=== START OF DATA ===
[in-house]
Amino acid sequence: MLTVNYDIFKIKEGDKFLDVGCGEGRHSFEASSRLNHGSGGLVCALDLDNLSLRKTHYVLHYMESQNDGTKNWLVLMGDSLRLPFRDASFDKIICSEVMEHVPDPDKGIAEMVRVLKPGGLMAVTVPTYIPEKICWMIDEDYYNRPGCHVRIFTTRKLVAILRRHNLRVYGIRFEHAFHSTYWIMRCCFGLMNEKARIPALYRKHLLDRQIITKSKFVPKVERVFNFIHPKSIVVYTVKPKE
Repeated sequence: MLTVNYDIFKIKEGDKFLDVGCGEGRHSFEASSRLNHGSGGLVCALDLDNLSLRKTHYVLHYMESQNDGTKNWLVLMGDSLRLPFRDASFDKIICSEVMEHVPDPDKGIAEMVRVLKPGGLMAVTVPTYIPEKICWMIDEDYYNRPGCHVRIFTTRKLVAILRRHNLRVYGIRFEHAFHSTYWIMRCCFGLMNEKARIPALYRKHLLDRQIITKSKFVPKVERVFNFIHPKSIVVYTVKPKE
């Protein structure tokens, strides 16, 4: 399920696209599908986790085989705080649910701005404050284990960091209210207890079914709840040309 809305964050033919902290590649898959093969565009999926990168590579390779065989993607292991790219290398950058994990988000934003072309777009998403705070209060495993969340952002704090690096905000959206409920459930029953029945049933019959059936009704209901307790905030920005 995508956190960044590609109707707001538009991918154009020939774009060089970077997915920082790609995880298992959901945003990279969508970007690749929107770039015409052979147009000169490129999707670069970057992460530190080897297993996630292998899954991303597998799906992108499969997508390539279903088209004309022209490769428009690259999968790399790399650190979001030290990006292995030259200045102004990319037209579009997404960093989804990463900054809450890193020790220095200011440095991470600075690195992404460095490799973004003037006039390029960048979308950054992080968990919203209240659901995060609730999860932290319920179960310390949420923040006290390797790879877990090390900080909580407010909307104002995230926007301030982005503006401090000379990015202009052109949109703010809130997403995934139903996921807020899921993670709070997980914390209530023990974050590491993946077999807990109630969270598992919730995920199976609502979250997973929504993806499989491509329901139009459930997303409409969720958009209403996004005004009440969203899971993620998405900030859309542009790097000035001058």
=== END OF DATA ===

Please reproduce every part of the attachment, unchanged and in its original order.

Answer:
[in-house]
Amino acid sequence: MLTVNYDIFKIKEGDKFLDVGCGEGRHSFEASSRLNHGSGGLVCALDLDNLSLRKTHYVLHYMESQNDGTKNWLVLMGDSLRLPFRDASFDKIICSEVMEHVPDPDKGIAEMVRVLKPGGLMAVTVPTYIPEKICWMIDEDYYNRPGCHVRIFTTRKLVAILRRHNLRVYGIRFEHAFHSTYWIMRCCFGLMNEKARIPALYRKHLLDRQIITKSKFVPKVERVFNFIHPKSIVVYTVKPKE
Repeated sequence: MLTVNYDIFKIKEGDKFLDVGCGEGRHSFEASSRLNHGSGGLVCALDLDNLSLRKTHYVLHYMESQNDGTKNWLVLMGDSLRLPFRDASFDKIICSEVMEHVPDPDKGIAEMVRVLKPGGLMAVTVPTYIPEKICWMIDEDYYNRPGCHVRIFTTRKLVAILRRHNLRVYGIRFEHAFHSTYWIMRCCFGLMNEKARIPALYRKHLLDRQIITKSKFVPKVERVFNFIHPKSIVVYTVKPKE
């Protein structure tokens, strides 16, 4: 399920696209599908986790085989705080649910701005404050284990960091209210207890079914709840040309 809305964050033919902290590649898959093969565009999926990168590579390779065989993607292991790219290398950058994990988000934003072309777009998403705070209060495993969340952002704090690096905000959206409920459930029953029945049933019959059936009704209901307790905030920005 995508956190960044590609109707707001538009991918154009020939774009060089970077997915920082790609995880298992959901945003990279969508970007690749929107770039015409052979147009000169490129999707670069970057992460530190080897297993996630292998899954991303597998799906992108499969997508390539279903088209004309022209490769428009690259999968790399790399650190979001030290990006292995030259200045102004990319037209579009997404960093989804990463900054809450890193020790220095200011440095991470600075690195992404460095490799973004003037006039390029960048979308950054992080968990919203209240659901995060609730999860932290319920179960310390949420923040006290390797790879877990090390900080909580407010909307104002995230926007301030982005503006401090000379990015202009052109949109703010809130997403995934139903996921807020899921993670709070997980914390209530023990974050590491993946077999807990109630969270598992919730995920199976609502979250997973929504993806499989491509329901139009459930997303409409969720958009209403996004005004009440969203899971993620998405900030859309542009790097000035001058």